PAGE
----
Climate change is dominating some voters' concerns, including 16 Alverno College students who've been exploring the global issue in an elective course taught by biology professor Chris Young.
He describes this batch of students as the most engaged and eager to discuss the complexities of climate change of any class over the years. Yet, many told him they hadn’t heard about the gravity of climate change before taking his class.
Young says most of the students said they get their “news” from social media. But he's trying to broaden their perspective. So, he recently showed them a clip of the Oct. 26 gubernatorial debate. During the debate, Gov. Scott Walker and his challenger Tony Evers were asked how they would mitigate for the effects of climate change.
“I would bring scientists back to the Department of Natural Resources,” Democrat Evers said. “In addition, as we move forward, renewable energy is part and parcel of any fight against climate change."
Republican Walker says his vision for the environment includes maintaining Wisconsin’s great natural resources.
“It’s important for our state, it’s important for our children and our children’s children. I’ve said for years, one of the best ways to be green is to make green or save green — meaning if you can make things economically sustainable, you can make things environmentally sustainable as well," Walker said.
Environmental science major Kaleena Jones says she’ll be looking more closely at candidates as a result of the climate change course.
“Like today for example, listening to that video. I probably would never have seen that. Now I’m really going to dive into that question, how is he going to look at the science? And also with Scott Walker there were some parts I thought, I want to know more about that,” Jones continues, “So, I wrote it down and I’m going to before I go vote, going to learn about that.”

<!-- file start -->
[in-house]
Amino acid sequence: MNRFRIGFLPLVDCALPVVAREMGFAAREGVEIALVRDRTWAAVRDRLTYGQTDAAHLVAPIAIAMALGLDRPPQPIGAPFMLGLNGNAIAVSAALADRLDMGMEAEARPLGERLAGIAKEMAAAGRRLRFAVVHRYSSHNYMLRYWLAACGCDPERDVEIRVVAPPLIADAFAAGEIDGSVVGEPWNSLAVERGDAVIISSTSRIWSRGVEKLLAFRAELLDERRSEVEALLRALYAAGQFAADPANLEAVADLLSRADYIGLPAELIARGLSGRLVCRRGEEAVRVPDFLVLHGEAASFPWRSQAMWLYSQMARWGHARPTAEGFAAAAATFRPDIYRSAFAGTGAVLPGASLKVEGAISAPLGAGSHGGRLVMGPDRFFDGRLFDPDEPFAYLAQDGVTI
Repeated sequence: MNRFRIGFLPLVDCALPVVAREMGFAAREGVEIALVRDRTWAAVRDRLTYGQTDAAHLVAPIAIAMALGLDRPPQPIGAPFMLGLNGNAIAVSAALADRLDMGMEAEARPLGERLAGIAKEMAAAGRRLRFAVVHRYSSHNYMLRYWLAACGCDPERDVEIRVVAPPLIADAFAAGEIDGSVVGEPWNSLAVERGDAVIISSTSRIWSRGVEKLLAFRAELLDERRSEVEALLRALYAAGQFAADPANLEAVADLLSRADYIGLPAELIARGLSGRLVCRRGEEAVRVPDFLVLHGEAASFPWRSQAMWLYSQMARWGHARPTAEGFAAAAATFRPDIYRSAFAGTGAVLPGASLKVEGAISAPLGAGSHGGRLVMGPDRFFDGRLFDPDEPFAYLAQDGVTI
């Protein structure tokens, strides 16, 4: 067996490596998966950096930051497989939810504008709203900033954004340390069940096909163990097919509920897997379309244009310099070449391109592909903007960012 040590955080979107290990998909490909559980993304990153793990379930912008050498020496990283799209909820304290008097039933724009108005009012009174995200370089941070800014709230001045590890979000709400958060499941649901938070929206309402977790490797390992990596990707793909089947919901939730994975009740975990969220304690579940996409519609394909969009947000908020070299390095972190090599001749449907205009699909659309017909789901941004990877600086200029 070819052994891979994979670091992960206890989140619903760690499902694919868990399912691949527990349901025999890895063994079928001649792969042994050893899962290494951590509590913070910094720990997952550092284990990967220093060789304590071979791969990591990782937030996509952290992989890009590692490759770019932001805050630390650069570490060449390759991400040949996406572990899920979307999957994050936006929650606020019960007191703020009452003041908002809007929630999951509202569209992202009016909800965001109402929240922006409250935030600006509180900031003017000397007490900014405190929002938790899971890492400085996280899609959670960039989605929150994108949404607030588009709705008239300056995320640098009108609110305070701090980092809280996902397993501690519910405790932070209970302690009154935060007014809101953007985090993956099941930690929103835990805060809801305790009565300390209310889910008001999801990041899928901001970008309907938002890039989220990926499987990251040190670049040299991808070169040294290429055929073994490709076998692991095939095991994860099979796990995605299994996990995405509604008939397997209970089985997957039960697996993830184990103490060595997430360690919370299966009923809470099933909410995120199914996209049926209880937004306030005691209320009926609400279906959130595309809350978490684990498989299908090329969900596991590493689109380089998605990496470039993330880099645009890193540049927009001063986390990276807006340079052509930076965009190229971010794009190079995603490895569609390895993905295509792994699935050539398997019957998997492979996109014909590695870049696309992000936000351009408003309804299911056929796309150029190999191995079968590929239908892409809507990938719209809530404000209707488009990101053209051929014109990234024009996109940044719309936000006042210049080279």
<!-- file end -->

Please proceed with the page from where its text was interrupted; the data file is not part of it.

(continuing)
Jones says honesty and credibility are important when it comes to political candidates.
"I would much rather have them admit that they don't have any background on this, but they're planning on doing something to make sure that they are better educated on it — especially climate change," she explains.
Dionna Mcintosh is a senior majoring in psychology. She says this course has been her introduction to climate change.
“Learning how it ties into political issues and how it affects my day to day life, but I never knew about it,” Mcintosh says.
She’s doing some soul-searching because although the 21-year-old has voted in the past, she doesn’t like politics.
“I guess it’s a sensitive topic. It goes off into 'I want this, and I want that,' but it never happens. Or it’s just ‘I’m a Democrat or I’m only Republican so I want this person because I’m a Democrat.' It’s not about what people need and not actually being good for our country,” Mcintosh explains.
Katie Roberts, a 34-year-old, may be the exception among her classmates. She comes from a family that has always voted, although she says not always for the same candidates.
Roberts says she had been sizing up where candidates stand on environmental issues long before this climate change class.
“How do they handle the policies, how do they handle certain aspects – agriculture, economics, social implications of it is very important to me because ... right now our world is really hurting, so what can they do?” Roberts says.
She believes the climate crisis can’t be solved in an election cycle. But that it will require long-term, comprehensive planning from elected officials at every level over years to come.
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